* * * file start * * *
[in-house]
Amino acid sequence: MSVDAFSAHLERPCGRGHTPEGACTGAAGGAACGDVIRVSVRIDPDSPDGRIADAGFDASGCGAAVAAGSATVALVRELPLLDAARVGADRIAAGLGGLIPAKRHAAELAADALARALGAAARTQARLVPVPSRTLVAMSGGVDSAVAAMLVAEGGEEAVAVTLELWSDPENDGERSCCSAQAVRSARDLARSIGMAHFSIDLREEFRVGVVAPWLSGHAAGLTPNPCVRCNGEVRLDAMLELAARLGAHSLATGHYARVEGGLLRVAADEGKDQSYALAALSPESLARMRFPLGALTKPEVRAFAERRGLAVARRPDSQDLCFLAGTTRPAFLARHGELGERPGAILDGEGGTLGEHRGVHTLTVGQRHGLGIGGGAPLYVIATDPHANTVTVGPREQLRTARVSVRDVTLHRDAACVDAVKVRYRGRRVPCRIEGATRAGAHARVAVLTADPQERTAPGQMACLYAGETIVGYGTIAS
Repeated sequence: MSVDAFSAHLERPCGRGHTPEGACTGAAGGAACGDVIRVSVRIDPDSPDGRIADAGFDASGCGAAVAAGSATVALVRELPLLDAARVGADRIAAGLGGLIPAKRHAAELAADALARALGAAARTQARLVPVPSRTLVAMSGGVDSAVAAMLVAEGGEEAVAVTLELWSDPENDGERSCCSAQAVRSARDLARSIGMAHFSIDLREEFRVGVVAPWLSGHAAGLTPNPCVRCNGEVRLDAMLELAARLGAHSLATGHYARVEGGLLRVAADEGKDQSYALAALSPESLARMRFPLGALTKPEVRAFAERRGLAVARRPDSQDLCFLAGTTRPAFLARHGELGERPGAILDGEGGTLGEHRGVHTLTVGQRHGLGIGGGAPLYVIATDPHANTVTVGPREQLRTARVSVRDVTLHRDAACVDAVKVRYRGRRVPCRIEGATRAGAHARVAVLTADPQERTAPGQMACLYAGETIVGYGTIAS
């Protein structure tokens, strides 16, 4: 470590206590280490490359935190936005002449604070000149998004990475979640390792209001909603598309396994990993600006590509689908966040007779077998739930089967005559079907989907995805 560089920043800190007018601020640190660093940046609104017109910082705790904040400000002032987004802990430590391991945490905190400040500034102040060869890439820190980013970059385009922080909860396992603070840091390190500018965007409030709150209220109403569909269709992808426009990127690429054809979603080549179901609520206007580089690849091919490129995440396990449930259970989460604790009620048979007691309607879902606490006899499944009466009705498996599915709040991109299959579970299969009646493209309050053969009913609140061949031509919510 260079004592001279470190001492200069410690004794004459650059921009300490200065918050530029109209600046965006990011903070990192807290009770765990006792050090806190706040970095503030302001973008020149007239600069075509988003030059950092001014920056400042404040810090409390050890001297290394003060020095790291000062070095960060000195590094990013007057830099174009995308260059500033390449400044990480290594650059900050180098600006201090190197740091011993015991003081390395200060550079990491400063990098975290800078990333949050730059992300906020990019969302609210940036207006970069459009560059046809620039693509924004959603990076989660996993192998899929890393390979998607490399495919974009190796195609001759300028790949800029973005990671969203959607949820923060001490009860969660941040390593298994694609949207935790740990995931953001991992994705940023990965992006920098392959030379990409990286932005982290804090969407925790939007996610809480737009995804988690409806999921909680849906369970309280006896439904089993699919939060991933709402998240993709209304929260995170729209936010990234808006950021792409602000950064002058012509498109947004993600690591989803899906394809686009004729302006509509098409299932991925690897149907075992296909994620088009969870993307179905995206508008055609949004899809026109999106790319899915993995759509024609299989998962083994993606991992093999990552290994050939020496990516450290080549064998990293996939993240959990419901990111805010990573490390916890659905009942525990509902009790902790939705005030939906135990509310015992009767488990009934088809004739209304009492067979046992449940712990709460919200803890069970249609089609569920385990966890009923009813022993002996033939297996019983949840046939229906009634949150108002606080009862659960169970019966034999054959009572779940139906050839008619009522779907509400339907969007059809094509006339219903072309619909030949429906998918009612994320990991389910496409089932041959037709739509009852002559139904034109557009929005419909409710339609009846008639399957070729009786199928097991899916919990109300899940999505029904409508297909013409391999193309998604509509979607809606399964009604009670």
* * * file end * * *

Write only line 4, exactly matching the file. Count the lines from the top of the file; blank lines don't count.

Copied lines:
């Protein structure tokens, strides 16, 4: 470590206590280490490359935190936005002449604070000149998004990475979640390792209001909603598309396994990993600006590509689908966040007779077998739930089967005559079907989907995805 560089920043800190007018601020640190660093940046609104017109910082705790904040400000002032987004802990430590391991945490905190400040500034102040060869890439820190980013970059385009922080909860396992603070840091390190500018965007409030709150209220109403569909269709992808426009990127690429054809979603080549179901609520206007580089690849091919490129995440396990449930259970989460604790009620048979007691309607879902606490006899499944009466009705498996599915709040991109299959579970299969009646493209309050053969009913609140061949031509919510 260079004592001279470190001492200069410690004794004459650059921009300490200065918050530029109209600046965006990011903070990192807290009770765990006792050090806190706040970095503030302001973008020149007239600069075509988003030059950092001014920056400042404040810090409390050890001297290394003060020095790291000062070095960060000195590094990013007057830099174009995308260059500033390449400044990480290594650059900050180098600006201090190197740091011993015991003081390395200060550079990491400063990098975290800078990333949050730059992300906020990019969302609210940036207006970069459009560059046809620039693509924004959603990076989660996993192998899929890393390979998607490399495919974009190796195609001759300028790949800029973005990671969203959607949820923060001490009860969660941040390593298994694609949207935790740990995931953001991992994705940023990965992006920098392959030379990409990286932005982290804090969407925790939007996610809480737009995804988690409806999921909680849906369970309280006896439904089993699919939060991933709402998240993709209304929260995170729209936010990234808006950021792409602000950064002058012509498109947004993600690591989803899906394809686009004729302006509509098409299932991925690897149907075992296909994620088009969870993307179905995206508008055609949004899809026109999106790319899915993995759509024609299989998962083994993606991992093999990552290994050939020496990516450290080549064998990293996939993240959990419901990111805010990573490390916890659905009942525990509902009790902790939705005030939906135990509310015992009767488990009934088809004739209304009492067979046992449940712990709460919200803890069970249609089609569920385990966890009923009813022993002996033939297996019983949840046939229906009634949150108002606080009862659960169970019966034999054959009572779940139906050839008619009522779907509400339907969007059809094509006339219903072309619909030949429906998918009612994320990991389910496409089932041959037709739509009852002559139904034109557009929005419909409710339609009846008639399957070729009786199928097991899916919990109300899940999505029904409508297909013409391999193309998604509509979607809606399964009604009670």